Dalberg Castle

Dalberg, Germany

Dalberg Castle was built sometime about 1150 to 1170. It was destroyed in wars of 1635 and 1689. Today the Romanesque keep and residential quarters remain from the 14th century as well as former Saint Anthony's Chapel.


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Founded: 1150-1170
Category: Castles and fortifications in Germany
Historical period: Hohenstaufen Dynasty (Germany)


4.5/5 (based on Google user reviews)

User Reviews

Raffaele Ruocco (12 months ago)
Went there by bike. Unfortunately, it is a bit difficult to get up because the path was very gravelly, the impression was MEGA! And the fact that the castle is so freely accessible made the whole thing spectacular, of course. (Who needs Heidelberg :-D )
P. S. (2 years ago)
Beautiful ruin. Many thanks to all the helpers who are preserving this ruin. A lot of passion, time and heart and soul went into this. Great!????
Besnik Marashi (2 years ago)
Burgenfahnder (2 years ago)
Very nice ruin that is partially worked on. Unfortunately, due to the danger of collapse, only a small part can be visited. On the rock spur is a beautiful place to dream. A castle festival takes place on the 2nd weekend in September. Updated 04/03/2022 Another part is visitable.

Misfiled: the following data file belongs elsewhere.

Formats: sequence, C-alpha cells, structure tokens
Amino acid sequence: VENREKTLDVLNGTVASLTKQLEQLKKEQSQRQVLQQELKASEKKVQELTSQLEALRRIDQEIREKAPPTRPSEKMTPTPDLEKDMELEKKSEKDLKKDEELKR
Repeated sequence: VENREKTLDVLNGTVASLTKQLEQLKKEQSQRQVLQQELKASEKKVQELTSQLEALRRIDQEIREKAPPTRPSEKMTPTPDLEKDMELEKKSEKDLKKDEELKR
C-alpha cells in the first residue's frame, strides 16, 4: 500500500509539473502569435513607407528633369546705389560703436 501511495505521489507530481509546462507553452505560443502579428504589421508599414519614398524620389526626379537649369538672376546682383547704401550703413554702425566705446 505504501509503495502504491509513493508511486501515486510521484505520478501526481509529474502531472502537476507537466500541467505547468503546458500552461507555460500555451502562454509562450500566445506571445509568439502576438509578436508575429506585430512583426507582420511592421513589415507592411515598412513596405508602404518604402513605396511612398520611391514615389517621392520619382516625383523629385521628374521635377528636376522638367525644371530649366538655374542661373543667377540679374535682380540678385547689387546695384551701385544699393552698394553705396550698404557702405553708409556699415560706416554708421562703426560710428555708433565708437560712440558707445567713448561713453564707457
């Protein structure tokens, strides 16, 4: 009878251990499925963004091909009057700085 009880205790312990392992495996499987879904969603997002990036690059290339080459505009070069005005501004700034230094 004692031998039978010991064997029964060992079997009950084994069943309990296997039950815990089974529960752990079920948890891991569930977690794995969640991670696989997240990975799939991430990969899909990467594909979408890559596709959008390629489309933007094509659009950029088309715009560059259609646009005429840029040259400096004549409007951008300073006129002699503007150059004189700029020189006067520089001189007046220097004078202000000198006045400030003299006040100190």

Daniel Hall (5 years ago)
This place is so beautiful I lived in Dalberg for a month recently with my girlfriend and went up to check this out and it's so gorgeous up there and the views of Dalberg are breathtaking from up there would highly recommend a visit
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Kakesbeck Castle

Kakesbeck is one of the largest medieval fortifications in Münsterland and the oldest castle in Lüdinghausen. The imposingly grown complex originated in 1120 as a motte, a small hilltop tower castle. After numerous changes of ownership, the castle was extended onto two islands, but it was not until the 14th century that it underwent significant alterations and extensions under the von Oer family. The estate experienced its heyday in the middle of the 18th century, when it covered an area of almost one square kilometre and consisted of five further outer castles in addition to the core castle, which were secured by ramparts and moats.

The well-maintained condition of the castle today is thanks to the late Wilfried Grewing, the former lord of the castle. The foundation named after him has been particularly committed to preserving the property since 2020.